As sympathetic as I am to arguments about the economic downsides of homeownership, I was a bit surprised by these findings, knowing that the largest increases in the homeownership rate during the period the authors examined, 1950-2010, occurred in the southern states, and that these states, I believed, also experienced the most rapid economic growth during that same period. The study does not examine or even mention state income, so I decided to chart income growth in 49 states (excluding Alaska) and Washington D.C.
I have posted the full results here, but below is shown the top and bottom ten performing states over the 1950-2010 period, using household median income (figures are in 2010 dollars):
This is about what one might expect -- the Southern states, starting from a very low baseline, did very well during these six decades, while the rust belt states stagnated. Since we are talking about housing, though, what happens if we take into account the change in housing values, using these values to estimate the cost of housing in each state?
Discounting incomes by the cost of housing (based on the annualized expense of a 30-year mortgage at 6% interest, with 20% down**) gives the following results:
The Southern states again dominate the best performing list, with Maryland dropping out (note that Mississippi was the only state of all 50 examined where housing grew more affordable during the period examined relative to income). Due to tremendous increases in housing prices, however, several states have moved far down the list, including New York and California. Oregon and Montana are unusual in that housing prices increased substantially despite poor wage growth.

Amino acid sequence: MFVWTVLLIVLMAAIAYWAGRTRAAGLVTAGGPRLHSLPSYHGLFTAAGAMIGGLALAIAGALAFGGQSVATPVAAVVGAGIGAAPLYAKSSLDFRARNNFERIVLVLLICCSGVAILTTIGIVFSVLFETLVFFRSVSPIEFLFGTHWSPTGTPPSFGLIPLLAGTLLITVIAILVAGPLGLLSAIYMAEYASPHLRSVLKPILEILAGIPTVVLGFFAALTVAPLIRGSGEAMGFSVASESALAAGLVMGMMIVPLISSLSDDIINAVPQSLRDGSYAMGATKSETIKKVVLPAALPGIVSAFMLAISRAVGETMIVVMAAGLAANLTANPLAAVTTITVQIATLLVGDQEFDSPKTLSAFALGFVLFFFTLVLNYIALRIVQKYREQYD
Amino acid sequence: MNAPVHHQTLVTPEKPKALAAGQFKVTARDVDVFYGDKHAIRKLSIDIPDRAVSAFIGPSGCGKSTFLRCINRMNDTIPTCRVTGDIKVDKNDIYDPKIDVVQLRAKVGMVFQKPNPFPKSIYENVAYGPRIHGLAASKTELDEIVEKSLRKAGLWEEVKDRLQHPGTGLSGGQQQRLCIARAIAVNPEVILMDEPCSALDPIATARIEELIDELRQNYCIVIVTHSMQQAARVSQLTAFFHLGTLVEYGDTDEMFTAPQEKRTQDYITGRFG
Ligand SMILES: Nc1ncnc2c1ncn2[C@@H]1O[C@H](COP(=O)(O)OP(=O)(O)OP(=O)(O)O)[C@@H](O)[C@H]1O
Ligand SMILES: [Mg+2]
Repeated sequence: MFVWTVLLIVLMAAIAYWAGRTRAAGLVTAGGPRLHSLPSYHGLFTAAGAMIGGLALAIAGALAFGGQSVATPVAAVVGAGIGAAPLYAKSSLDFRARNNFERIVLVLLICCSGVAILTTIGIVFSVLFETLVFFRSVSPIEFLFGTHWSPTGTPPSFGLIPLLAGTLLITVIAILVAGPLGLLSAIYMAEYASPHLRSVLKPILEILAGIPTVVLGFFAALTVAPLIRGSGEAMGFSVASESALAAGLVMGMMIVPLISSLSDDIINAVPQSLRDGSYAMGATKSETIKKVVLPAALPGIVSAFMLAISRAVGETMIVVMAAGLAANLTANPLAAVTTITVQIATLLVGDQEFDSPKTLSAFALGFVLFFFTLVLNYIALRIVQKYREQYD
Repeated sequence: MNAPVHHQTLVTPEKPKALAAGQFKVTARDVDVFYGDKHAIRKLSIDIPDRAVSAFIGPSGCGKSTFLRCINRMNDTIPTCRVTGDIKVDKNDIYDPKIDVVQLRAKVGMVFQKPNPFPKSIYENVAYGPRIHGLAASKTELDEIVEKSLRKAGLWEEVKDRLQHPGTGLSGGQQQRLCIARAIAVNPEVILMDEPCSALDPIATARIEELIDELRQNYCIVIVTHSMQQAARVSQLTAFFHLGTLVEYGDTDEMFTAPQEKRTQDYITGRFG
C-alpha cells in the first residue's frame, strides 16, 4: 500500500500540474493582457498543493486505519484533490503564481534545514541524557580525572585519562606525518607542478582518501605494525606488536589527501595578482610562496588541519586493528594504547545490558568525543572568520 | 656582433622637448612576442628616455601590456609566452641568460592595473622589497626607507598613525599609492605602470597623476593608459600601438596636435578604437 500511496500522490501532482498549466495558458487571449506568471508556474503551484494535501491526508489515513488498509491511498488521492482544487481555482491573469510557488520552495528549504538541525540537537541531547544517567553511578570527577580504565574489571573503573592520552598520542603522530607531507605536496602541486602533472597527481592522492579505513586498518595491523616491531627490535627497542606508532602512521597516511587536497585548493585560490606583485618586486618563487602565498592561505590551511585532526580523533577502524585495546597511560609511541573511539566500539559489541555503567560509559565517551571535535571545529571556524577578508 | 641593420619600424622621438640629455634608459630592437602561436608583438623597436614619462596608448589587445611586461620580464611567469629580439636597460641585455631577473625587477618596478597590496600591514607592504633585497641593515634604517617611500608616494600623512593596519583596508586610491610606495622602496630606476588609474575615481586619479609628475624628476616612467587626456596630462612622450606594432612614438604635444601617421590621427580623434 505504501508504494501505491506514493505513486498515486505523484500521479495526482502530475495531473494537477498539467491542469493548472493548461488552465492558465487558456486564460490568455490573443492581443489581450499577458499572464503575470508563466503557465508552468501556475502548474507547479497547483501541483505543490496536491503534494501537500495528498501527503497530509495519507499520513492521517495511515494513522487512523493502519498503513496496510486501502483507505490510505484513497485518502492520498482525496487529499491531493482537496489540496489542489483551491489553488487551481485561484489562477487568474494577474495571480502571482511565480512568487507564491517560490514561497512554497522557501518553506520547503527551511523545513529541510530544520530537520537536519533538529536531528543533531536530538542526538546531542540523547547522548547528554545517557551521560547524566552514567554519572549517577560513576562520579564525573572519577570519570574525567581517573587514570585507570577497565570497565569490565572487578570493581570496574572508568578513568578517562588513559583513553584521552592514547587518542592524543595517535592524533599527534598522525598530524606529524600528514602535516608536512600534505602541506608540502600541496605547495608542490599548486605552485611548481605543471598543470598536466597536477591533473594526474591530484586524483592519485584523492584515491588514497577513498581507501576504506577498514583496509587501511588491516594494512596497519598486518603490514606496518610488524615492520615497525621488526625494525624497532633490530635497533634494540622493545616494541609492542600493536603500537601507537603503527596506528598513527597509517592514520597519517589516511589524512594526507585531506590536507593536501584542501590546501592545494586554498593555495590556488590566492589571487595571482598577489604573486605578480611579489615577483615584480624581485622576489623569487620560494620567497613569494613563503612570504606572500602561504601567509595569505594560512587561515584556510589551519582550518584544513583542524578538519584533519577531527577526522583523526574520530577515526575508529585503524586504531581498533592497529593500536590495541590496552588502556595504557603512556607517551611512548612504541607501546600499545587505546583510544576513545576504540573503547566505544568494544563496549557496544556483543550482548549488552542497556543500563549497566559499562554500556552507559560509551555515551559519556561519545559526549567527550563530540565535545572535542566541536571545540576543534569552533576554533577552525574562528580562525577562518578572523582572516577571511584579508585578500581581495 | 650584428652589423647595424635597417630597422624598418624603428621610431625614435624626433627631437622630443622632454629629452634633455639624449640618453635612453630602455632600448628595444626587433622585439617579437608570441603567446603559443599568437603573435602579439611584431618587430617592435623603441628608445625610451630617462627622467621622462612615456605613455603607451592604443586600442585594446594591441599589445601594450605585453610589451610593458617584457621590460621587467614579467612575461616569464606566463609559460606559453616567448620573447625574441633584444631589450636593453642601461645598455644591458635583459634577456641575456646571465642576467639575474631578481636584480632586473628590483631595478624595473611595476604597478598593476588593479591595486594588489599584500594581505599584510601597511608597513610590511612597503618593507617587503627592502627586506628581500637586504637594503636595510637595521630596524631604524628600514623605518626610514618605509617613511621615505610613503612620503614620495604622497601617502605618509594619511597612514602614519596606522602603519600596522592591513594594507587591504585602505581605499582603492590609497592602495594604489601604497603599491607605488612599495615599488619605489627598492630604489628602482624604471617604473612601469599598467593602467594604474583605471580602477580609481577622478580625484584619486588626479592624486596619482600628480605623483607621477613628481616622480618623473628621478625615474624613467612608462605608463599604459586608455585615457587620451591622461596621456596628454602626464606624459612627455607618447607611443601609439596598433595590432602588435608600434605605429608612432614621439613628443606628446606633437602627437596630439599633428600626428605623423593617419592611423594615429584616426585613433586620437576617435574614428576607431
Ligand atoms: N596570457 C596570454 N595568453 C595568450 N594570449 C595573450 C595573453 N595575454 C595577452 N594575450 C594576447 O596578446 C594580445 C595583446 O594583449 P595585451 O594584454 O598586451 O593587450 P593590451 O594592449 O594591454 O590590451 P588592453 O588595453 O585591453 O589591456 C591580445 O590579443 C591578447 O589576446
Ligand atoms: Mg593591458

Finally, I correlated all the information I compiled plus the change in homeownership rates over 1950-2010 (showing correlation coefficients):
The chart shows that increases in income are strongly associated with increases in homeownership. This compares to the weaker correlation found in the study between unemployment and homeownership over the same period (an R squared value of .108 as compared to .280: see Figure 2 on page 17). More surprising is the relatively low correlation between change in income and change in housing value: of the top ten states for housing cost growth, only two (Maryland and Virginia) were also on the list for top income growth. For comparison, although North Dakota, Utah and California each experienced income growth of 88%, home prices rose 189%, 294% and 483% respectively.
I didn't plot unemployment change over this period, as I'm not sure that such a volatile statistic is all that useful when measured at only two points in time. In any event, even a casual glance at unemployment rates during the recession shows that states that had the lowest levels of homeownership experienced some of the highest unemployment levels (notably California, Oregon, Nevada and New York), and have also had some of the highest levels of domestic outmigration, perhaps due to the very high housing costs that have suppressed homeownership rates in the first place.
Although none of this alters the patterns carefully discerned by the authors, I think it does at least point to the complexity of the homeownership phenomenon, which is affected by numerous economic, demographic and political factors, and which benefits from being studied in the broadest possible context so as to avoid placing too much importance on any particular correlation.
*David G. Blanchflower and Andrew J. Oswald, Does High Home-Ownership Impair the Labor Market?
*Rates were of course lower than this in 2010, but 6% is a rough long-term average for the past two decades, and in any event mortgage rates were comparable in 1950 (4.5%) and 2010 (4.7%).